• If you own an interest in a partnership or S Corporation you may need to increase your basis in the entity so you can deduct a loss from it for this year.

These are just some of the year-end steps that can be taken to save taxes. Again, by contacting us, we can tailor a particular plan that will work best for you.


Social Security Earned Income Limitations and Retirement Benefit Calculations

Social Security is a federal insurance program that provides benefits to retired and disabled workers, their surviving spouses and certain dependents. The amount of Social Security Benefits that a person is entitled to receive is based on a combination of several factors. In order to qualify for Social Security a person must work during enough periods. The amount of the Social Security benefits are calculated based on the highest 35 years of earnings for an individual. Social Security benefits may be reduced if a person retires before the person’s full retirement age.

Workers do not automatically qualify for Social Security retirement benefits. A worker must work and pay a minimum level of Social Security taxes for at least 40 quarters during their working lives. These 40 quarters do not have to be consecutive.

The biggest factor in how much a worker will receive in Social Security benefits is how much they earned while they were working. For Social Security purposes, what matters is the average amount a worker earned during their highest-earning 35 years.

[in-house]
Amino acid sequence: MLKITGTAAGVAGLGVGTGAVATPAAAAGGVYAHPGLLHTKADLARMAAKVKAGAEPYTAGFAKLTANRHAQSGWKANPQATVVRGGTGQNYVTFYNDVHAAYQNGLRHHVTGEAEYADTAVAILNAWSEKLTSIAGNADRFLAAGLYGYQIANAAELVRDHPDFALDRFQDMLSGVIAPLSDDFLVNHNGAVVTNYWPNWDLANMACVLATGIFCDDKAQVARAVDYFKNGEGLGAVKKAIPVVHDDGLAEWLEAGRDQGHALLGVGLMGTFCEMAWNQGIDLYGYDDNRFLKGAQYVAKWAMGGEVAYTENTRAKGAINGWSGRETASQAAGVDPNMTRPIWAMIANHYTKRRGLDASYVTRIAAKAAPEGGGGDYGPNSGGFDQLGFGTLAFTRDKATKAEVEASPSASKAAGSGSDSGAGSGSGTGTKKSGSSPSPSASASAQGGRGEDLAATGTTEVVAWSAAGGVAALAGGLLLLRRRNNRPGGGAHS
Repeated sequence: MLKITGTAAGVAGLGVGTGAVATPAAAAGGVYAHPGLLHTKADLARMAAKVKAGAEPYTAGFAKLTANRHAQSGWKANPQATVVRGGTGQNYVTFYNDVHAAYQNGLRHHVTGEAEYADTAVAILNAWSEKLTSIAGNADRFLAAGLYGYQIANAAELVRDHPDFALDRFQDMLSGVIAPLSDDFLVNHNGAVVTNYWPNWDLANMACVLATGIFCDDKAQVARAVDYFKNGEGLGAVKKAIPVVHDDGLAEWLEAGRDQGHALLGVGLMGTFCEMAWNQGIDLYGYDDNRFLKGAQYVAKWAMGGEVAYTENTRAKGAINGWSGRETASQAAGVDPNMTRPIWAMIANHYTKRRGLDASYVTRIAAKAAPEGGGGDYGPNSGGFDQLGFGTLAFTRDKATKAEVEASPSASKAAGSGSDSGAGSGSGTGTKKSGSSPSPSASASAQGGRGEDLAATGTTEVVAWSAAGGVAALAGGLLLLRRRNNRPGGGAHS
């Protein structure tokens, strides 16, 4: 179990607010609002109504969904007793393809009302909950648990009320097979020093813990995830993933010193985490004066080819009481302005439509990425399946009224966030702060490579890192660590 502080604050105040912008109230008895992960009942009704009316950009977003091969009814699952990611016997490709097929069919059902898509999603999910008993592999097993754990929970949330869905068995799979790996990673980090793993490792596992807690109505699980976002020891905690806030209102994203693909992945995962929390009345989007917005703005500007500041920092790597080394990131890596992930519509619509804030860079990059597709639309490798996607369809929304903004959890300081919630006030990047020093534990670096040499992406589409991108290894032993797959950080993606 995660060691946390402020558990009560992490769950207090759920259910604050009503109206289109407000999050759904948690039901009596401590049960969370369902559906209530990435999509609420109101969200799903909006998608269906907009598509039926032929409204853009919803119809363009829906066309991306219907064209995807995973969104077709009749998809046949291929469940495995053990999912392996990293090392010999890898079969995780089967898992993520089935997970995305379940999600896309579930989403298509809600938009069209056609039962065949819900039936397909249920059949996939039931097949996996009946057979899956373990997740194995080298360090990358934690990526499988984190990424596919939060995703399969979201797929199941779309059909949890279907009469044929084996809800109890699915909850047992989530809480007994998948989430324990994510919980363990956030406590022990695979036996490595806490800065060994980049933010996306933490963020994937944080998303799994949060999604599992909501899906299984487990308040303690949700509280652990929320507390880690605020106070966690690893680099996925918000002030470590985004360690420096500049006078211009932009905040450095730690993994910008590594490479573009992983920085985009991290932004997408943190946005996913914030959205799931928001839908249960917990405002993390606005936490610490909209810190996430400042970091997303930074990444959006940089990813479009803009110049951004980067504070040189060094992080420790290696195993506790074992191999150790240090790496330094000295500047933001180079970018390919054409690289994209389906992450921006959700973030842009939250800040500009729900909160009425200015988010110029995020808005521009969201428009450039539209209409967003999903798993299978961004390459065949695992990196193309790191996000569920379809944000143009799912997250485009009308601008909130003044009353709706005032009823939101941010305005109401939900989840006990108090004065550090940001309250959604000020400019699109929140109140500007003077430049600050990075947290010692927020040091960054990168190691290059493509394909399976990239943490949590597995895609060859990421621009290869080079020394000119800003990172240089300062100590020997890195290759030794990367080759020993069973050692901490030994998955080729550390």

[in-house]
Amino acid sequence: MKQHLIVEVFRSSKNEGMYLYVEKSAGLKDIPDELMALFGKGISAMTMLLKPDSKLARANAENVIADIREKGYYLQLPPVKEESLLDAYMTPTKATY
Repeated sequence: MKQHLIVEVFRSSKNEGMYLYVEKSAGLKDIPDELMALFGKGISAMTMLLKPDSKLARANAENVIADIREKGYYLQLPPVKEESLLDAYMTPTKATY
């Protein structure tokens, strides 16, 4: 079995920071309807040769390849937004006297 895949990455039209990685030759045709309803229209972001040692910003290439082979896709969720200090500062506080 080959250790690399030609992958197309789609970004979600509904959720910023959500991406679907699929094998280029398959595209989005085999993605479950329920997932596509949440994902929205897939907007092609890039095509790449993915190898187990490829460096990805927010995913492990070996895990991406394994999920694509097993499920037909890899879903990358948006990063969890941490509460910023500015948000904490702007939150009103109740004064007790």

The SSA determines the total amount a worker earned in the 35 years during which they made the most money, up to a maximum amount per year. In 2016, the maximum earning limit is $118,500. If a worker has less than 35 years of earnings the Social Security Administration will average in zeros for any years less than 35.

A worker’s benefit is based on a three-tiered percentage of their average indexed monthly earnings (AIME). The formula is based on the year when a worker first became eligible for Social Security. For those who first become eligible for Social Security in 2016, the benefit is calculated as follows: (90% of your first $856 of AIME) + (32% of AIME above $856 and through $5,157) + (15% of AIME above $5,157). The sum is their estimated monthly retirement benefit at their full retirement age.

A worker can begin to collect Social Security retirement benefits as early as age 62 but cannot begin to receive full retirement benefits until full retirement age. Full retirement age is between ages 65 and 67, depending on the worker’s date of birth. Workers born after 1960 do not attain full retirement age until 67. If a worker starts collecting benefits before their full retirement age their benefits will be reduced by the following percentages: 30% at age 62, 25% at age 63, 20% at age 64, 13.3% at age 65 and 6.7% at age 66.

A worker can receive Social Security retirement benefits and work at the same time. However, if a worker is younger than full retirement age and earns more than the yearly earnings limit, Social Security will reduce the benefit received. Starting with the month a worker reaches full retirement age, Social Security will not reduce their benefits no matter how much they earn.